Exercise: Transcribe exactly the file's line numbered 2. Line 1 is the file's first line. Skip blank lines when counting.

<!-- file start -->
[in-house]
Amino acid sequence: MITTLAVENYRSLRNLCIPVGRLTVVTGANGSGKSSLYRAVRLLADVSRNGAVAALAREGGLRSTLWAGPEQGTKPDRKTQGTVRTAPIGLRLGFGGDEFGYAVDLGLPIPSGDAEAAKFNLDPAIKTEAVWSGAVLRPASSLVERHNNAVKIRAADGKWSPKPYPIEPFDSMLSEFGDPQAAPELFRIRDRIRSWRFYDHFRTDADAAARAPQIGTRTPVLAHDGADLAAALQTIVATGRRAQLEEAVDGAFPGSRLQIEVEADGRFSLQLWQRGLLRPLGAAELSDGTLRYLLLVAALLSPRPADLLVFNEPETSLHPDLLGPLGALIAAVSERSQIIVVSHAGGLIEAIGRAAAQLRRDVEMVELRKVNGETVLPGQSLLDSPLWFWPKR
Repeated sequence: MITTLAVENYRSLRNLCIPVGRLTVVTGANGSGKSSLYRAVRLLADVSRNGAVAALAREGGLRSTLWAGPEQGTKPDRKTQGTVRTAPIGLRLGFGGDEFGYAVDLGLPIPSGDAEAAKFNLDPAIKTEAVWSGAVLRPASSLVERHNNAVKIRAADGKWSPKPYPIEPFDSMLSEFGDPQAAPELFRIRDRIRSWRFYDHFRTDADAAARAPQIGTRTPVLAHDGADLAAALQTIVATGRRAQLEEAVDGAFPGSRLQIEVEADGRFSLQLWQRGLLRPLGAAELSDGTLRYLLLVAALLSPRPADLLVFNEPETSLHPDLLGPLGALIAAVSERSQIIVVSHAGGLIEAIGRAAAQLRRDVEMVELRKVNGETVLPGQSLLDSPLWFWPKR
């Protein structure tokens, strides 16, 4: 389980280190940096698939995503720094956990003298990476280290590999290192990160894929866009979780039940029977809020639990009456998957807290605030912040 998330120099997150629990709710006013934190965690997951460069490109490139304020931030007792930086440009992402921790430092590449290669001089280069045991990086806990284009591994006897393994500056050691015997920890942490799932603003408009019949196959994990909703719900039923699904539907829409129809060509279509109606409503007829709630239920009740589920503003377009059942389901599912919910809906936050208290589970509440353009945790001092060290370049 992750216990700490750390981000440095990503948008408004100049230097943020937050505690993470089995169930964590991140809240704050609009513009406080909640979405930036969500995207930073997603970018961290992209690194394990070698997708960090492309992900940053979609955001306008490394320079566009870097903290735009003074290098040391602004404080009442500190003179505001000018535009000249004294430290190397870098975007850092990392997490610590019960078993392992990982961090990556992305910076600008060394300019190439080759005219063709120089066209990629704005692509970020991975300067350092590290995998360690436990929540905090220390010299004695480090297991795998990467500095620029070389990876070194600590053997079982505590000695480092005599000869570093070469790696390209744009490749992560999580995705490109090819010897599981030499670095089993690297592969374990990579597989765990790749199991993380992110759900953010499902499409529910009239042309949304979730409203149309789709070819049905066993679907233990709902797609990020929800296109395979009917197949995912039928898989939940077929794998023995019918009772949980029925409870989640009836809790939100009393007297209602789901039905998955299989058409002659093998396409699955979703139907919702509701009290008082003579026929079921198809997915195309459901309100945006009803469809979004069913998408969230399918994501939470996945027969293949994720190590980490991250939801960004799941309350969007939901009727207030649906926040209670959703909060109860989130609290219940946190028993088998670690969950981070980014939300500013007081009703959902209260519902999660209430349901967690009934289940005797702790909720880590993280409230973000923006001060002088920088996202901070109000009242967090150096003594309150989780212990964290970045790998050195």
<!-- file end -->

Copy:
Amino acid sequence: MITTLAVENYRSLRNLCIPVGRLTVVTGANGSGKSSLYRAVRLLADVSRNGAVAALAREGGLRSTLWAGPEQGTKPDRKTQGTVRTAPIGLRLGFGGDEFGYAVDLGLPIPSGDAEAAKFNLDPAIKTEAVWSGAVLRPASSLVERHNNAVKIRAADGKWSPKPYPIEPFDSMLSEFGDPQAAPELFRIRDRIRSWRFYDHFRTDADAAARAPQIGTRTPVLAHDGADLAAALQTIVATGRRAQLEEAVDGAFPGSRLQIEVEADGRFSLQLWQRGLLRPLGAAELSDGTLRYLLLVAALLSPRPADLLVFNEPETSLHPDLLGPLGALIAAVSERSQIIVVSHAGGLIEAIGRAAAQLRRDVEMVELRKVNGETVLPGQSLLDSPLWFWPKR